Women commuters in Budgam have miserable time in overcrowded buses

Women commuters in Budgam have miserable time in overcrowded buses
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Budgam: In the scorching heat of August, unchecked overloading in buses goes on unabated in central Kashmir’s Budgam district, courtesy official apathy.
The overloading not only causes inconvenience to passengers but is also a major cause of women commuters’ sexual harassment.
Anjum, a college student, said, “No one can understand the agony a woman faces while standing amidst men in an overloaded bus.”
“Even when girls are sitting on seats, they are neither comfortable nor safe, but it is an agony if you have to stand in a highly overcrowded vehicle,” she added.
Another student, Rabiya Bashir, from Khag area rued that “we are being crammed in a vehicle like a flock of sheep in a cattle shed. It is not even possible to identify the culprit in such circumstances,” she added.
Raja, a teacher who travels the Magam route daily, said there should be separate buses for women because “the separate seats for women in public transport vehicles are always occupied by men, and women have to wait for the good will of some men who leave the seats for them”.
She added that although drivers are being fined for different offences, the authorities have failed till date to take harsh measures against drivers for overloading.
“If people are also to blame for overloading, it shows there is something wrong in the management of the transport system that makes people travel in overloaded vehicles,” said Masroof Sofi, a student of Magam College.
Besides, the commuters said, the drivers don’t move an inch till the vehicles are overloaded at the bus stop itself.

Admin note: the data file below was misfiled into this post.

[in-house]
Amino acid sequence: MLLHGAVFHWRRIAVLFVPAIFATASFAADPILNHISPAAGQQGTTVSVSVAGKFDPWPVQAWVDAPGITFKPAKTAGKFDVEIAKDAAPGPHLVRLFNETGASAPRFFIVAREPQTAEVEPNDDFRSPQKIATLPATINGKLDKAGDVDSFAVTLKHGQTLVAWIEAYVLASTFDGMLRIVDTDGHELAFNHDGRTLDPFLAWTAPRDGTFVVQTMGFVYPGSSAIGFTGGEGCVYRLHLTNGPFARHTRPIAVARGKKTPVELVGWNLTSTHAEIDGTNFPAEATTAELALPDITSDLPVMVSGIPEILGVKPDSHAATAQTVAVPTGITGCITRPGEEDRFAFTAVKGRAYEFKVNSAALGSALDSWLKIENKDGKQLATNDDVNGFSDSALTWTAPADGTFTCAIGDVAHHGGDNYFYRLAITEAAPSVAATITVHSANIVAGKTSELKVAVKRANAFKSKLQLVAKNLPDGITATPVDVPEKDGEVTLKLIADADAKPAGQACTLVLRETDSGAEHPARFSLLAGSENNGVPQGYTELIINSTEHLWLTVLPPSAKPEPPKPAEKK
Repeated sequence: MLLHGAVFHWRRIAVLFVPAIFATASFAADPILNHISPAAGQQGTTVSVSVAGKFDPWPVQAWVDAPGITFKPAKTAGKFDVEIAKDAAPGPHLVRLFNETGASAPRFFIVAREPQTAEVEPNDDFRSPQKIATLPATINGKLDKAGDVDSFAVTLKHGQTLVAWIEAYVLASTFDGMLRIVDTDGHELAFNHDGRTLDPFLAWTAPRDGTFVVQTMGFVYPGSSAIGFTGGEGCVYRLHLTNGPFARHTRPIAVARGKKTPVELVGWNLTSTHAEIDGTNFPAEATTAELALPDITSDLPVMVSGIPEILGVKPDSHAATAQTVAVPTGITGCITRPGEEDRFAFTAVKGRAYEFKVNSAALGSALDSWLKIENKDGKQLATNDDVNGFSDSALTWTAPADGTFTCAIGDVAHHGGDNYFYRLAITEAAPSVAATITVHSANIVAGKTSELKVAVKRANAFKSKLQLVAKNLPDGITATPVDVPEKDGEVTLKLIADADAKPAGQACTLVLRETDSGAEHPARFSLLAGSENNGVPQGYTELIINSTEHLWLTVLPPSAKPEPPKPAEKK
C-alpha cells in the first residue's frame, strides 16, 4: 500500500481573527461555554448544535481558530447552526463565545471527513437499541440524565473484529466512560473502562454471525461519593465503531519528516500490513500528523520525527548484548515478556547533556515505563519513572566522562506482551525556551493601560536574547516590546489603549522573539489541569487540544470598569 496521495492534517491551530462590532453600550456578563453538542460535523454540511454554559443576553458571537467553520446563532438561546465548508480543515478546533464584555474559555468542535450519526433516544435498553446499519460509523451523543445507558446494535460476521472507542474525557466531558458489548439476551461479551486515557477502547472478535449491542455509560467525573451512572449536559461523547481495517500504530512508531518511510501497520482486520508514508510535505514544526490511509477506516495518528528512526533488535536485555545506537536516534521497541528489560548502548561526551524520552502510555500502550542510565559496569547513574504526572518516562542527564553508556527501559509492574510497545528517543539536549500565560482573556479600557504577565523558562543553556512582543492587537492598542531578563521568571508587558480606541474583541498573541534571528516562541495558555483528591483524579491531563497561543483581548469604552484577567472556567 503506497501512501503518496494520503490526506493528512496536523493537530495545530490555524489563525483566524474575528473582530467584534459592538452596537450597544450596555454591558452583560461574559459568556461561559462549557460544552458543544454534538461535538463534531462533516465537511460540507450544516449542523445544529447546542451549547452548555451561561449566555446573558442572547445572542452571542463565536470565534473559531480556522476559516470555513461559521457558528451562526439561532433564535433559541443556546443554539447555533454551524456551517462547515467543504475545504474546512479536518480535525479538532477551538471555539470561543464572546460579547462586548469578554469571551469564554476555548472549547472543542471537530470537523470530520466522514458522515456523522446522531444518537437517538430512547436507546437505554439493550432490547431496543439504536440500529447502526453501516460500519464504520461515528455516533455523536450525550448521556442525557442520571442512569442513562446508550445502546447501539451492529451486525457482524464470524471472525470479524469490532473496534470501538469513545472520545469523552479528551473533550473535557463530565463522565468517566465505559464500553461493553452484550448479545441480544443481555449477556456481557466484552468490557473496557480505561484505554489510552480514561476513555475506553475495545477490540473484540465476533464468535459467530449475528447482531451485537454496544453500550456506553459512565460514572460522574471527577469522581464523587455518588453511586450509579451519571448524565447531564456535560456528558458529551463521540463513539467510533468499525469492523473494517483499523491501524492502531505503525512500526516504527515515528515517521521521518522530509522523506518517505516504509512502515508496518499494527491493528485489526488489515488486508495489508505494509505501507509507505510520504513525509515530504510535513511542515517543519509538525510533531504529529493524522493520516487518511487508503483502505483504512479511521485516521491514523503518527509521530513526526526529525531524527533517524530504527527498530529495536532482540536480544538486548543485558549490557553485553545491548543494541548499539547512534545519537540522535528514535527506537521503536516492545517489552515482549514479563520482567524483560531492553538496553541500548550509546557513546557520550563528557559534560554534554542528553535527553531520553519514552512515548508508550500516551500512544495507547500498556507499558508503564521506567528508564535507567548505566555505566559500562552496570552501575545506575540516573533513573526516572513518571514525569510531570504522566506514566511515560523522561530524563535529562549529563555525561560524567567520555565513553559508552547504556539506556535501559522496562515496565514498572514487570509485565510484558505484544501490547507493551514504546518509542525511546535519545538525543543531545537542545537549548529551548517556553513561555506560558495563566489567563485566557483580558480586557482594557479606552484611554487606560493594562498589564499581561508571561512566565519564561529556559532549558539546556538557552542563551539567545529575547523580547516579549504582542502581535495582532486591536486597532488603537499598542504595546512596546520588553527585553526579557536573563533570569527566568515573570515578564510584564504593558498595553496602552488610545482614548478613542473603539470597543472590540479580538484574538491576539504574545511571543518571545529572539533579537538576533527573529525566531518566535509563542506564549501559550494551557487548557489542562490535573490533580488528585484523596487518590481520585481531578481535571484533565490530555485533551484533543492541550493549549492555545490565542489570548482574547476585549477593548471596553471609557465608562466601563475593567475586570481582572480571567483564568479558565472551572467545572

Pickpockets also find it opportune to practice their trade in overcrowded buses.
“I have been in trauma since I joined college. The reason is not that I am not comfortable here. No! The reason is the nightmarish travelling in public transport,” said a nursing student.
“The unbridled sexual harassment is particularly an issue I am forced to confront each and every day on overloaded buses,” she added.
“Only a few months have passed since I joined college, but believe me, I am tired of seeing men occupying space in women’s places, where harassment usually occurs when men crowd the space.”
Senior Superintendent of Police, Traffic (Rural), Muzaffer Ahmad told Kashmir Reader that there are two issues.
“First, if there is a problem in management, I will ask the team deputed there and will deal with it. Second, if there is a less number of vehicles, then it is better to talk to the ARTO concerned,” he said.
Meanwhile, ARTO Budgam Mubashir Jan said that there is a dearth of public transport in the entire district that results to inconveniences to the common masses and the student community in particular.
“Since last 10 years, only one bus has been registered and five mini-buses, so how is it possible that it will cater to the whole population?” he added.
He added, “As per Supreme Court guidelines, the college authorities have to provide their own transport facility for the students. Instead, they transfer the funds to somewhere else and leave them in trouble.
“If they would provide them transport, there would be respite for the general public and well,” Jan added.

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